Aside from being a multi-platinum artist and giving rap one of its most popular cuts to date, Warren G is West Coast rap royalty. Today the rapper/producer dropped Regulate…G Funk Era Part II, the sequel to his debut album.
The Long Beach, California native formed the trio 213 with childhood friends Nate Dogg and Snoop Dogg in 1990, a group that would later dissolve when Warren signed with Def Jam Records while Nate and Snoop signed with Death Row Records. Aided by the late Nate Dogg, Warren G created the Grammy nominated cut “Regulate,” which first appeared on the Above the Rim soundtrack in 1994. When Warren dropped his debut studio album Regulate… G-Funk Era a few months later, the song was in heavy rotation on radio, as was its video on MTV.
Today the rap icon, dad of six, and loyal husband of 12 years re-introduces his “G Funk” sound to both his loyal fans and the millennials. Regulate…G Funk Era Part II features appearances from Too $hort, E-40, Young Jeezy and Bun B as well as unreleased vocals from Nate Dogg.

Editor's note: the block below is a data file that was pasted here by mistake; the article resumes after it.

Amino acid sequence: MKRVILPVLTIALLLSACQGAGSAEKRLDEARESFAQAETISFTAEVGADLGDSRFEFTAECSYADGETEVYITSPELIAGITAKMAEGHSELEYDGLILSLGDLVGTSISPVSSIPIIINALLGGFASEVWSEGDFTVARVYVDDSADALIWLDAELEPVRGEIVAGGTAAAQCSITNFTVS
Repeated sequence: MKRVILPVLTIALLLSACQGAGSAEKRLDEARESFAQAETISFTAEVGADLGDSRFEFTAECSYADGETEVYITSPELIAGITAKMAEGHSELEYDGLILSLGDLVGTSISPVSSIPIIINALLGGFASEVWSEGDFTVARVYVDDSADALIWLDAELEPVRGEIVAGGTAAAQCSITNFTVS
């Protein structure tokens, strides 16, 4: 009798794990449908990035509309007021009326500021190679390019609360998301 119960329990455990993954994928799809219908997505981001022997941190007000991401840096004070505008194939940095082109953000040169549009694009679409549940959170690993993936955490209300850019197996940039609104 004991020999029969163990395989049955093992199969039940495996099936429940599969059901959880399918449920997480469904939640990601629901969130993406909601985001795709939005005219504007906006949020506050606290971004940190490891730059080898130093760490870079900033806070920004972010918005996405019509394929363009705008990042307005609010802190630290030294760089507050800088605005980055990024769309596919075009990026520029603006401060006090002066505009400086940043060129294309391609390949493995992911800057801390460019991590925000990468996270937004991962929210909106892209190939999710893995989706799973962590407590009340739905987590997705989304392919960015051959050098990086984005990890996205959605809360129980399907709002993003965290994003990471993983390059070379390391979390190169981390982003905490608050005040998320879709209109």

We got to talk with Warren about his new EP, the current state of west coast rap, the fight against police brutality, and more.
GFM: You’re a multiplatinum artist and certified OG. What motivated you put out this new EP and make it a sequel to your debut album?
WG: The fans. The people that helped me become what I am. They’re asking for it still and then the new generation—a lot of the kids would be like “man my dad and my mom let me listen to all of your music, I love what you’re doing. I’m a fan.” So it’s for the new generation and the old generation that grew with what I did as far as the “Regulate” and the “G Funk Era.” I just wanted to do an EP—give ’em a touch of it. Let them get that feel and that sound again of what we’re missing in hip hop today.
A lot of people are excited to hear the unreleased tracks with Nate Dogg. Like you said his voice is something that has definitely been missing in hip hop since he passed. What does it mean for you to have him on the EP?